A recent visit to Cape Canaveral and the Kennedy Space Center in Florida reminded me of the life and death drama that unfolded during the flight of Apollo 13 to the moon in April 1970. The lunar landing was aborted when an oxygen tank exploded two days into the mission.
The loss of oxygen threatened the survival of the three astronauts. The three moved from the command module to the lunar lander. Attached to the nose of the command module, the lunar lander became something of a lifeboat. With much help from the ground crew, the three astronauts used available materials in the command module and lunar module to jerry-build systems. They needed a four day supply of oxygen to make it to the moon, slingshot around it, and return to earth. It was a long four days with a lack of electric power, cold conditions, and a lack of water, but they made it safely back to earth.
The mission never landed on the moon as originally planned. However, under very difficult circumstances, they were able to return to earth. The mission was declared “a successful failure” by NASA.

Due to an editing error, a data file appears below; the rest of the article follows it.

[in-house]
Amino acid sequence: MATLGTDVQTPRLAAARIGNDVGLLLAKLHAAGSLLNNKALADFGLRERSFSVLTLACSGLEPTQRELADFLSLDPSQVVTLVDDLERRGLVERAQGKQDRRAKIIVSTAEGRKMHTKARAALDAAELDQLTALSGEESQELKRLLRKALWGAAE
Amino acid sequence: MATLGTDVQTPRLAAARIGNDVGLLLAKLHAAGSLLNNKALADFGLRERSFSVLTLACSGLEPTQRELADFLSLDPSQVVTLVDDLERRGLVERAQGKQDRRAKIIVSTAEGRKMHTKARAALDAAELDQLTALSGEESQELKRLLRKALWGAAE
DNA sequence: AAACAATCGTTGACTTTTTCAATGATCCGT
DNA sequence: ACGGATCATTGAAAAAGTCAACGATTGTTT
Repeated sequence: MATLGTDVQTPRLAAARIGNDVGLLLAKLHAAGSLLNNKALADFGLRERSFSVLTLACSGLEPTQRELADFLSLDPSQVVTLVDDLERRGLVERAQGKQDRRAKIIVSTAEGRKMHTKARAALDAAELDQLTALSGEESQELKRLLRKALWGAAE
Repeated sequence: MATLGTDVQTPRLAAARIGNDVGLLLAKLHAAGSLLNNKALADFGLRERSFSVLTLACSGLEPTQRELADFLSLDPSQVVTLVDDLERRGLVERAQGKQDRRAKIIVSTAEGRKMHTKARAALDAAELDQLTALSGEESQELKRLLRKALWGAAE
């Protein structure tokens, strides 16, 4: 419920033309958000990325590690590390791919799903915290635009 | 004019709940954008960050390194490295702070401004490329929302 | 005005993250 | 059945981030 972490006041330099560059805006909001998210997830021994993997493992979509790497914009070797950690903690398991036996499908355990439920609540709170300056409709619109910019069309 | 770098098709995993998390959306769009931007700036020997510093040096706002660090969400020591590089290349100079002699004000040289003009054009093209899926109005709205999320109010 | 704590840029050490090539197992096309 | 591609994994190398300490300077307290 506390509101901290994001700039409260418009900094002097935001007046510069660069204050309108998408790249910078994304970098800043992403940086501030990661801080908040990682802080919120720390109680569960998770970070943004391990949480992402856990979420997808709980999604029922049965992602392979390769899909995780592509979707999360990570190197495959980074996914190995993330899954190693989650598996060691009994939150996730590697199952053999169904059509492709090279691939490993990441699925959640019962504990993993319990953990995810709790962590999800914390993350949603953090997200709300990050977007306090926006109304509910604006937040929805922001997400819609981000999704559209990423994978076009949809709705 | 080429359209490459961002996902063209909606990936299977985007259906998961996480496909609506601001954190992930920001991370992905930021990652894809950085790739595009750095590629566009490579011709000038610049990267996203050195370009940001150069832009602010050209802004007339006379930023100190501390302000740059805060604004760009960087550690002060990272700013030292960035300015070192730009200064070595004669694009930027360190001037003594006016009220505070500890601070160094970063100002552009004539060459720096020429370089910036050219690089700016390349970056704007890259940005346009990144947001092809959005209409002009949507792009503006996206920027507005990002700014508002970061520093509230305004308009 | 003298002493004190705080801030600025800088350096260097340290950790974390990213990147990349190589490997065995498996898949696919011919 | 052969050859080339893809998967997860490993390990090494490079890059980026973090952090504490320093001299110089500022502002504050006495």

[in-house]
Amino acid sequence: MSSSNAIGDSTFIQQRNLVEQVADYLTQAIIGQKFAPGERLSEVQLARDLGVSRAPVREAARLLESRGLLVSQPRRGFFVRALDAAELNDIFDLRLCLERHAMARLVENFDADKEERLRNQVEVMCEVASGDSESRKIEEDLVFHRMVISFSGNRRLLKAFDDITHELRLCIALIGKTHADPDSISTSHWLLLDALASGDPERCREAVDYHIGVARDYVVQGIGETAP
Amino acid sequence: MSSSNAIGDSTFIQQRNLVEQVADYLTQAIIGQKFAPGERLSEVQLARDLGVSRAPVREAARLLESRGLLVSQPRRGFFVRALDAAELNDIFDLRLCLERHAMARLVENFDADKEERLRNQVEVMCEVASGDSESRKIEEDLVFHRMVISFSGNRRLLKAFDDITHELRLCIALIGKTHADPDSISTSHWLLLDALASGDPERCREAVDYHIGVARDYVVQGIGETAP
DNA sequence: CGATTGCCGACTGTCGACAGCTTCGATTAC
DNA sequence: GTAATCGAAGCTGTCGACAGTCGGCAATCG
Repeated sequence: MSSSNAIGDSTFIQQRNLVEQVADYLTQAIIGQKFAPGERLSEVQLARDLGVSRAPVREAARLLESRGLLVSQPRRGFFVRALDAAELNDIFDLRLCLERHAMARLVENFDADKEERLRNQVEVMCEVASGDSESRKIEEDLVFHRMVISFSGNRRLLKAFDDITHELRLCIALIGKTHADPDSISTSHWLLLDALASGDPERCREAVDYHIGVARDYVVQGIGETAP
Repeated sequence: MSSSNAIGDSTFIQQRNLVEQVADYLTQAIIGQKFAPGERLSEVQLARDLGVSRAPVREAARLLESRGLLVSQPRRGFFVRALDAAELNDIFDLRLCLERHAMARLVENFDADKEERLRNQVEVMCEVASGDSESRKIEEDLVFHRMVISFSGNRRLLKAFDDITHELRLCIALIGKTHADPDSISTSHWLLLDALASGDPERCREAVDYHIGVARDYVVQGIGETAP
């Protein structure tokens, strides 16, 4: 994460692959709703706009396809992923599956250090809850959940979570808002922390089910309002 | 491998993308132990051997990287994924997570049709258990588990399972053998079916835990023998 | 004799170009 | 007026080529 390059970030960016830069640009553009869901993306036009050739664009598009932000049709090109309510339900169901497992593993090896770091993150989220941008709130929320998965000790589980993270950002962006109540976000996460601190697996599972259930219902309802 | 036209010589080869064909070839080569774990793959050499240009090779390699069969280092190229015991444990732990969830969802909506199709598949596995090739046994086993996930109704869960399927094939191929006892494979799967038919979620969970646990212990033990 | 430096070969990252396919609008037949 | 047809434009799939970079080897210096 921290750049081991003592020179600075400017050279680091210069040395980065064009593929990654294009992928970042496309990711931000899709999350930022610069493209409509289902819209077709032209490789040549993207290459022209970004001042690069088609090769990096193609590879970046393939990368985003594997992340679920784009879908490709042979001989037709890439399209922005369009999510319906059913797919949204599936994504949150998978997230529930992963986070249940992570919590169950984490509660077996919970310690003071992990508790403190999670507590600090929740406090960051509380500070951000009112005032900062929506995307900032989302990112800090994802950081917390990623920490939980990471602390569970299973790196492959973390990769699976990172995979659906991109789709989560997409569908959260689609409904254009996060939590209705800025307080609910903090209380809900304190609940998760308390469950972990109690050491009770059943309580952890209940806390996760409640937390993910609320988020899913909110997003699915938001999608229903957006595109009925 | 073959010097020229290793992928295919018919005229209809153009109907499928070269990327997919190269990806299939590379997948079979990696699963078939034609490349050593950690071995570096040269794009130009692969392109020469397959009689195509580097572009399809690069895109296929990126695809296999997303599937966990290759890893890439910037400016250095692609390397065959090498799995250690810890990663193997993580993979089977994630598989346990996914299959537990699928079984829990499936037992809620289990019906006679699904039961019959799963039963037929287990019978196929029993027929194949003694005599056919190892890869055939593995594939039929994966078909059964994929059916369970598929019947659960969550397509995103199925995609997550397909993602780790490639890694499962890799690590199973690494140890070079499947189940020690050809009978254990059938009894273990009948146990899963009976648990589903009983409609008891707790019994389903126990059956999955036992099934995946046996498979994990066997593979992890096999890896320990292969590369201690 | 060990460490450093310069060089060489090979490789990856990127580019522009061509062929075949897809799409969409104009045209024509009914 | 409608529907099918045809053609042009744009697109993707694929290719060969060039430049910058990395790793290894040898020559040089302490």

We don’t get through life without some failures. The failures may be different for each of us, but each of us faces them. The fact that we can look back on having failed means that we’ve survived those failures, at least enough to be able to look back upon them! Now what do we do? How should we view our failures?
Having been a student of the Bible for a lifetime and a proclaimer of its message for a good part of that, I’m confident in saying the so-called heroes of the Bible failed on many occasions. The list includes Adam, Abraham, Moses, David, and Peter. Yet, God used them all in mighty ways!
God never intends for failure to be final! There’s always a good option after failure. If the failure is in part or entirely our fault, we can admit it, always a good first step. Failure is often a humbling experience, and an increase in humility is always good! We can learn from the failure. Think of Thomas Edison and the thousands of failures he experienced in finding the right filament for the light bulb. Learning from our failures certainly fits under the heading of failing forward. Most important of all is to remember that God knew about our failures before they happened, and He has a plan! He can have good come out of any failure. In other words, like Apollo 13, we can have a successful failure!
Joseph said to his brothers when they came to him in Egypt for food after having failed badly as brothers years earlier by selling him to slave traders, “You intended to harm me, but God intended it for good to accomplish what is now being done, the saving of many lives.” (Genesis 50:20)